This is almost word for word in Matthew, chapter 26:30, but the cock crowed twice here rather than once as in Matthew. In Luke, chapter 22:34, and John, chapter 13:38, there is one cock crow, but also three denials. Jesus then turned on Peter. Mark indicated that Jesus said to Peter (καὶ λέγει αὐτῷ ὁ Ἰησοῦς) with a solemn pronouncement (Ἀμὴν λέγω σοι) that now this very night (ὅτι σὺ σήμερον ταύτῃ τῇ νυκτὶ) before the cock or rooster would crow twice (πρὶν ἢ δὶς ἀλέκτορα φωνῆσαι), Peter would deny or disown him three times (τρὶς με ἀπαρνήσῃ). Peter was probably astonished to hear this.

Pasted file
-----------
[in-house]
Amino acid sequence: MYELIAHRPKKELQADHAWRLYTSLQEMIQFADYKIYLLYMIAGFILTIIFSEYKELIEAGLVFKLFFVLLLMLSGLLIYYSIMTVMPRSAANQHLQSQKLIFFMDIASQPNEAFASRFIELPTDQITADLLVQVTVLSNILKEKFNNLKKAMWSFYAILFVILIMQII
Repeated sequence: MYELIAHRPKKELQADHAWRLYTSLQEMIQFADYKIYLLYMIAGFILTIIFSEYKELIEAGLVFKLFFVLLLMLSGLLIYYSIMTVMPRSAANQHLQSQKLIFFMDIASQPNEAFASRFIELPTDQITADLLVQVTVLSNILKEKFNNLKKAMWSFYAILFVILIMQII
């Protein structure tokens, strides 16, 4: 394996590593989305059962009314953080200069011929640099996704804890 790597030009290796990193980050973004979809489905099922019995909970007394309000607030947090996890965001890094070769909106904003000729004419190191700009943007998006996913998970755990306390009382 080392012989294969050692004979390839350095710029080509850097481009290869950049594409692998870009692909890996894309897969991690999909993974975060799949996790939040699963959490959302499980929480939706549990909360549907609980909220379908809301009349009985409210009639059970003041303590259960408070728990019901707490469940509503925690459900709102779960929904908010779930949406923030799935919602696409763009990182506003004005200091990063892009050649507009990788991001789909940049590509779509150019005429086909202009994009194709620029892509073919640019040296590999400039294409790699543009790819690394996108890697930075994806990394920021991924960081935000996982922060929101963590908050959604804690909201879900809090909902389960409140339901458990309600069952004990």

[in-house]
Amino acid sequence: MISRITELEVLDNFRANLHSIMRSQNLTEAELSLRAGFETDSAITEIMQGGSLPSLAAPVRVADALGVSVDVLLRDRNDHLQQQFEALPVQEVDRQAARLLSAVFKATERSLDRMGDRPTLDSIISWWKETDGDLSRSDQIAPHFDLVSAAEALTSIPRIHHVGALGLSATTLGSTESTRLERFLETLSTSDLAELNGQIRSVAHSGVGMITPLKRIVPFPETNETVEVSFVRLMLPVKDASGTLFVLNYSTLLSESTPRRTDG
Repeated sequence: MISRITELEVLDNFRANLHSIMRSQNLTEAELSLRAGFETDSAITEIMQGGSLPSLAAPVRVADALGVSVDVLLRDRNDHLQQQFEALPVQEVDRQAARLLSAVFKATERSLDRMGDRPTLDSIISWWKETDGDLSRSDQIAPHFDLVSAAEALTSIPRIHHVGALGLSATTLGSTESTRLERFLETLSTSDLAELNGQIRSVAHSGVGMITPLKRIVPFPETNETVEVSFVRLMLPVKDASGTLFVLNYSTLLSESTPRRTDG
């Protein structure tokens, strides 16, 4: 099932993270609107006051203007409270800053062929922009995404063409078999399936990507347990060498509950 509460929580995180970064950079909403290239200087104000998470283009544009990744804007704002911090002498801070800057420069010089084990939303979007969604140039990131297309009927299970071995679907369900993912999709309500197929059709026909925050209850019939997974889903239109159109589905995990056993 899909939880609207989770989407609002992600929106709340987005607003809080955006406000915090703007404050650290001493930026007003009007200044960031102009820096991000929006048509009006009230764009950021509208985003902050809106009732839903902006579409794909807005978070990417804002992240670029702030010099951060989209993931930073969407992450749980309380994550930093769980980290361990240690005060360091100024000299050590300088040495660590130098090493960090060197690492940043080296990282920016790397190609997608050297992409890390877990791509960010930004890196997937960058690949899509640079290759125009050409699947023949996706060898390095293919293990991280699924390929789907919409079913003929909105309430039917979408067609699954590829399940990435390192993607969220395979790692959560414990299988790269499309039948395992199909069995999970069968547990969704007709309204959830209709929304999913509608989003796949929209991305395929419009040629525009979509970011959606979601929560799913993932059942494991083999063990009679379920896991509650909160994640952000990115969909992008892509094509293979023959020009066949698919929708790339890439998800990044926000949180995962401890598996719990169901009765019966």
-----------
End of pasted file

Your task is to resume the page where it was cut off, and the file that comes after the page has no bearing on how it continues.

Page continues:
This author maintains that these false idols cannot set up a king over a country. They cannot give rain to anybody. They cannot judge their own cause. They cannot deliver anyone that has been wronged, since they have no power. They are like crows in the sky. If a fire breaks out in a temple of wooden gods with gold and silver, their priests will flee and escape. However, these idol gods will be burned up like timbers. These weak false idols cannot offer any resistance to a king or any enemies. How then can you think or admit that they are gods?